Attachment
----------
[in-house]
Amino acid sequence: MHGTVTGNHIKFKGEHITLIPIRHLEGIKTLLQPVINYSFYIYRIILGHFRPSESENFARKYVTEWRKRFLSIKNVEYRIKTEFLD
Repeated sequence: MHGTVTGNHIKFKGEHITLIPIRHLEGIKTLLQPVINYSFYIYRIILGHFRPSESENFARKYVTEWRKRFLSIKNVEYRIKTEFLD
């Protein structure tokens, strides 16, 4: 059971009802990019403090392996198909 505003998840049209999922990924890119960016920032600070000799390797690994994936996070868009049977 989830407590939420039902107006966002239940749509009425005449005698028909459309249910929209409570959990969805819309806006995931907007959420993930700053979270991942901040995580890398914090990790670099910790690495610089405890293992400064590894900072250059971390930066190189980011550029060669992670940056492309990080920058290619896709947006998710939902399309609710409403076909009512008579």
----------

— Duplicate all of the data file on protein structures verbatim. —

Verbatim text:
[in-house]
Amino acid sequence: MHGTVTGNHIKFKGEHITLIPIRHLEGIKTLLQPVINYSFYIYRIILGHFRPSESENFARKYVTEWRKRFLSIKNVEYRIKTEFLD
Repeated sequence: MHGTVTGNHIKFKGEHITLIPIRHLEGIKTLLQPVINYSFYIYRIILGHFRPSESENFARKYVTEWRKRFLSIKNVEYRIKTEFLD
């Protein structure tokens, strides 16, 4: 059971009802990019403090392996198909 505003998840049209999922990924890119960016920032600070000799390797690994994936996070868009049977 989830407590939420039902107006966002239940749509009425005449005698028909459309249910929209409570959990969805819309806006995931907007959420993930700053979270991942901040995580890398914090990790670099910790690495610089405890293992400064590894900072250059971390930066190189980011550029060669992670940056492309990080920058290619896709947006998710939902399309609710409403076909009512008579």